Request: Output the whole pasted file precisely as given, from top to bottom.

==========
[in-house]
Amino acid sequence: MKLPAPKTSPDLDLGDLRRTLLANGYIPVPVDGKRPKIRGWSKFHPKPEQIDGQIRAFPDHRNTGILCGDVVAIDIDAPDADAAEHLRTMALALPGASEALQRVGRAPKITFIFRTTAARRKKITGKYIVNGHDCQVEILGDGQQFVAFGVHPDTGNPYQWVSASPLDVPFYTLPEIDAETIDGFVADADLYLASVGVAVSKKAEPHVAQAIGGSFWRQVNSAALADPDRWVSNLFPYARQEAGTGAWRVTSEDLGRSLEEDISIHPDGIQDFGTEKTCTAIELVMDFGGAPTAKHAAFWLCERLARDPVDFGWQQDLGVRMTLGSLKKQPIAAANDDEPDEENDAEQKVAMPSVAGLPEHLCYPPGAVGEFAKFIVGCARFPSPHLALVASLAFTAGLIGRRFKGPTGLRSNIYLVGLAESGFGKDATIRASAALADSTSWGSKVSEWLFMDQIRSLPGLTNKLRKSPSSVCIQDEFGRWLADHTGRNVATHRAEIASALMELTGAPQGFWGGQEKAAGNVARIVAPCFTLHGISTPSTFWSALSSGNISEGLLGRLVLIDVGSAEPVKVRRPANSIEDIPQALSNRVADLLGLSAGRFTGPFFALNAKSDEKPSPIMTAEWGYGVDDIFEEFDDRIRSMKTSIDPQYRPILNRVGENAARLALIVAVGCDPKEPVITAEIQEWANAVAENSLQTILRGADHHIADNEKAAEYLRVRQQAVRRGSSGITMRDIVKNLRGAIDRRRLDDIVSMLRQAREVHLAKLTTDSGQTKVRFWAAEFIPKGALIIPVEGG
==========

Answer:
[in-house]
Amino acid sequence: MKLPAPKTSPDLDLGDLRRTLLANGYIPVPVDGKRPKIRGWSKFHPKPEQIDGQIRAFPDHRNTGILCGDVVAIDIDAPDADAAEHLRTMALALPGASEALQRVGRAPKITFIFRTTAARRKKITGKYIVNGHDCQVEILGDGQQFVAFGVHPDTGNPYQWVSASPLDVPFYTLPEIDAETIDGFVADADLYLASVGVAVSKKAEPHVAQAIGGSFWRQVNSAALADPDRWVSNLFPYARQEAGTGAWRVTSEDLGRSLEEDISIHPDGIQDFGTEKTCTAIELVMDFGGAPTAKHAAFWLCERLARDPVDFGWQQDLGVRMTLGSLKKQPIAAANDDEPDEENDAEQKVAMPSVAGLPEHLCYPPGAVGEFAKFIVGCARFPSPHLALVASLAFTAGLIGRRFKGPTGLRSNIYLVGLAESGFGKDATIRASAALADSTSWGSKVSEWLFMDQIRSLPGLTNKLRKSPSSVCIQDEFGRWLADHTGRNVATHRAEIASALMELTGAPQGFWGGQEKAAGNVARIVAPCFTLHGISTPSTFWSALSSGNISEGLLGRLVLIDVGSAEPVKVRRPANSIEDIPQALSNRVADLLGLSAGRFTGPFFALNAKSDEKPSPIMTAEWGYGVDDIFEEFDDRIRSMKTSIDPQYRPILNRVGENAARLALIVAVGCDPKEPVITAEIQEWANAVAENSLQTILRGADHHIADNEKAAEYLRVRQQAVRRGSSGITMRDIVKNLRGAIDRRRLDDIVSMLRQAREVHLAKLTTDSGQTKVRFWAAEFIPKGALIIPVEGG